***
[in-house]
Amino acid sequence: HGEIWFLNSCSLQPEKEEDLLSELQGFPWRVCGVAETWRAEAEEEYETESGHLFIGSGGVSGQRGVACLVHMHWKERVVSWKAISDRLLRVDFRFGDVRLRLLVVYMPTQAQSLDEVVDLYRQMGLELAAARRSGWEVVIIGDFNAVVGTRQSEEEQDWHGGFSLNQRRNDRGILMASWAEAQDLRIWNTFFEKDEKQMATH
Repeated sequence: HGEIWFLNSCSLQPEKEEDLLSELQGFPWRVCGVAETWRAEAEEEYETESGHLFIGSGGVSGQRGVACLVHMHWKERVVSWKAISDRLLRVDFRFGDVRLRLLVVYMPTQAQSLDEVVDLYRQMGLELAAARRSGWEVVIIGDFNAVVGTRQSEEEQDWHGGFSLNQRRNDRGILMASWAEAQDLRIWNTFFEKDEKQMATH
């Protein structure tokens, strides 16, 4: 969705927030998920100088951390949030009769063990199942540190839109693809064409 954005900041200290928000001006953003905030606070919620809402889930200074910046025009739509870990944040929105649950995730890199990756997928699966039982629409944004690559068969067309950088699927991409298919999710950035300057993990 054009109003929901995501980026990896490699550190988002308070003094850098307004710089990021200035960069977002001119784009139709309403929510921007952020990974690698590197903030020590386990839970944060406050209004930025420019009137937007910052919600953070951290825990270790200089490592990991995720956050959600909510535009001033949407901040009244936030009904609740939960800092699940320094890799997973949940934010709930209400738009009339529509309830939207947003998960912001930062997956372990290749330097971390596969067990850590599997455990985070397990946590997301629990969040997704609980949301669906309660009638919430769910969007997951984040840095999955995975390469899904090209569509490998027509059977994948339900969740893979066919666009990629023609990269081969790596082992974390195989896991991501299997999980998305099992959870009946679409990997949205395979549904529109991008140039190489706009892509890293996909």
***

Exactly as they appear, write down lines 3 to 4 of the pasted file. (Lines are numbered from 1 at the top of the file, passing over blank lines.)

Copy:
Repeated sequence: HGEIWFLNSCSLQPEKEEDLLSELQGFPWRVCGVAETWRAEAEEEYETESGHLFIGSGGVSGQRGVACLVHMHWKERVVSWKAISDRLLRVDFRFGDVRLRLLVVYMPTQAQSLDEVVDLYRQMGLELAAARRSGWEVVIIGDFNAVVGTRQSEEEQDWHGGFSLNQRRNDRGILMASWAEAQDLRIWNTFFEKDEKQMATH
């Protein structure tokens, strides 16, 4: 969705927030998920100088951390949030009769063990199942540190839109693809064409 954005900041200290928000001006953003905030606070919620809402889930200074910046025009739509870990944040929105649950995730890199990756997928699966039982629409944004690559068969067309950088699927991409298919999710950035300057993990 054009109003929901995501980026990896490699550190988002308070003094850098307004710089990021200035960069977002001119784009139709309403929510921007952020990974690698590197903030020590386990839970944060406050209004930025420019009137937007910052919600953070951290825990270790200089490592990991995720956050959600909510535009001033949407901040009244936030009904609740939960800092699940320094890799997973949940934010709930209400738009009339529509309830939207947003998960912001930062997956372990290749330097971390596969067990850590599997455990985070397990946590997301629990969040997704609980949301669906309660009638919430769910969007997951984040840095999955995975390469899904090209569509490998027509059977994948339900969740893979066919666009990629023609990269081969790596082992974390195989896991991501299997999980998305099992959870009946679409990997949205395979549904529109991008140039190489706009892509890293996909």